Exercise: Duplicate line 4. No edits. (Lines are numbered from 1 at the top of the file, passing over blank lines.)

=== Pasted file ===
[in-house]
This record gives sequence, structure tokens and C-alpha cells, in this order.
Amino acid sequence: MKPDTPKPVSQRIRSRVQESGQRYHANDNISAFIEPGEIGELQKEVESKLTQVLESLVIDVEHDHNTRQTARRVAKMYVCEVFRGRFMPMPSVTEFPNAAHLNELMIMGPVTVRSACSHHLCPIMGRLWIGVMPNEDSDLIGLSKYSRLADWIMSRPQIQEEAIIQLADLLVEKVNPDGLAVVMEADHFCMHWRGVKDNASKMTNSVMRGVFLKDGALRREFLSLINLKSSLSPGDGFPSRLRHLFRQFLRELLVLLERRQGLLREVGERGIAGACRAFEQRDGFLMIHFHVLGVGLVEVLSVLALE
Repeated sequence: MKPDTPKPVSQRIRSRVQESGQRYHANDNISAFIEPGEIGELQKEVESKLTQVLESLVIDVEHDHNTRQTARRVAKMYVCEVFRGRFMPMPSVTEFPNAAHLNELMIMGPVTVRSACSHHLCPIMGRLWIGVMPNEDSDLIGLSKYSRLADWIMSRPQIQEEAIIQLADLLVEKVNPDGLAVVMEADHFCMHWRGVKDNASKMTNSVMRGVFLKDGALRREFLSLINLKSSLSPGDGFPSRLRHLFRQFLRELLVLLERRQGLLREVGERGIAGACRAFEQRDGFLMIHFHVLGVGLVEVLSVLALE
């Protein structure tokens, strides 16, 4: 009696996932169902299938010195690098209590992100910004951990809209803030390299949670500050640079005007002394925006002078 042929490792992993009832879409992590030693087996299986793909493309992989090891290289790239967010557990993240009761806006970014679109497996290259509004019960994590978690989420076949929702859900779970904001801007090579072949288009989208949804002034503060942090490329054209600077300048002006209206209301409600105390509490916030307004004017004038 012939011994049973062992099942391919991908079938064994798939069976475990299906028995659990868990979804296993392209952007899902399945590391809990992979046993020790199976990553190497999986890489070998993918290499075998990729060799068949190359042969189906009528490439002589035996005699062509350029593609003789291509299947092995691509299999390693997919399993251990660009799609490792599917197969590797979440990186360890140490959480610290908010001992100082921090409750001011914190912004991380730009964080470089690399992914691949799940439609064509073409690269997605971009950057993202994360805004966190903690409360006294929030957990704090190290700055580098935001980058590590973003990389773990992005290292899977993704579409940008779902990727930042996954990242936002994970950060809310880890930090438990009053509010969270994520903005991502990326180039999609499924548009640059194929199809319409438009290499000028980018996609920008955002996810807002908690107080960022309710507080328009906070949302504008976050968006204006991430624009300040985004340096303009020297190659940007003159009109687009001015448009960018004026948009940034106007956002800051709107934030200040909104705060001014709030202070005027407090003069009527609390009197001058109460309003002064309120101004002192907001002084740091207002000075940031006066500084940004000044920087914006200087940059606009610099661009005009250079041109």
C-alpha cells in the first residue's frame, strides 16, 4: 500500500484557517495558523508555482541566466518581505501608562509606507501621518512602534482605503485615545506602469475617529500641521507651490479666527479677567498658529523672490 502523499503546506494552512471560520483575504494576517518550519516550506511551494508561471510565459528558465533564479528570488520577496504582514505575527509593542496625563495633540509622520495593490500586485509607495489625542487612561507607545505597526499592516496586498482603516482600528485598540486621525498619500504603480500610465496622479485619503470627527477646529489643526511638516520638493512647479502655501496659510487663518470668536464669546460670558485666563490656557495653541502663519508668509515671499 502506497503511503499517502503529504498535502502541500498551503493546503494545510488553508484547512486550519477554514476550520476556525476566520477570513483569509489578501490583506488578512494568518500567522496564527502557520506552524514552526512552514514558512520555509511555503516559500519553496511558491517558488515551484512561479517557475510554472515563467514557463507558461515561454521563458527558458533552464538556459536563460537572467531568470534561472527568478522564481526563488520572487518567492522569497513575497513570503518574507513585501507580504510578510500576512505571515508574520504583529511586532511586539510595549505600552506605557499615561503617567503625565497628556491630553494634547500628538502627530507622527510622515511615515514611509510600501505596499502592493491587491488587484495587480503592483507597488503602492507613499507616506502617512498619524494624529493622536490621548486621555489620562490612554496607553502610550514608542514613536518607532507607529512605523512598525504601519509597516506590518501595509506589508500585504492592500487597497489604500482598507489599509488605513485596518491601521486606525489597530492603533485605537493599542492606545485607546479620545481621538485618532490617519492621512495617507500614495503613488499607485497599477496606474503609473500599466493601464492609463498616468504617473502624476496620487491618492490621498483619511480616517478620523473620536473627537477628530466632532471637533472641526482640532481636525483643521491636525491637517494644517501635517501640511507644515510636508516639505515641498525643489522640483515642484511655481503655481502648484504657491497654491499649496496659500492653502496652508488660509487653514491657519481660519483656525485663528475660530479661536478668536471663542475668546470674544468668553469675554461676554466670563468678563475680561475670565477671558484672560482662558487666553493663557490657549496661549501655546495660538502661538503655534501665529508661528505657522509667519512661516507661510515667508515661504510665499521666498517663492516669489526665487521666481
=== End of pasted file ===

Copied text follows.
Repeated sequence: MKPDTPKPVSQRIRSRVQESGQRYHANDNISAFIEPGEIGELQKEVESKLTQVLESLVIDVEHDHNTRQTARRVAKMYVCEVFRGRFMPMPSVTEFPNAAHLNELMIMGPVTVRSACSHHLCPIMGRLWIGVMPNEDSDLIGLSKYSRLADWIMSRPQIQEEAIIQLADLLVEKVNPDGLAVVMEADHFCMHWRGVKDNASKMTNSVMRGVFLKDGALRREFLSLINLKSSLSPGDGFPSRLRHLFRQFLRELLVLLERRQGLLREVGERGIAGACRAFEQRDGFLMIHFHVLGVGLVEVLSVLALE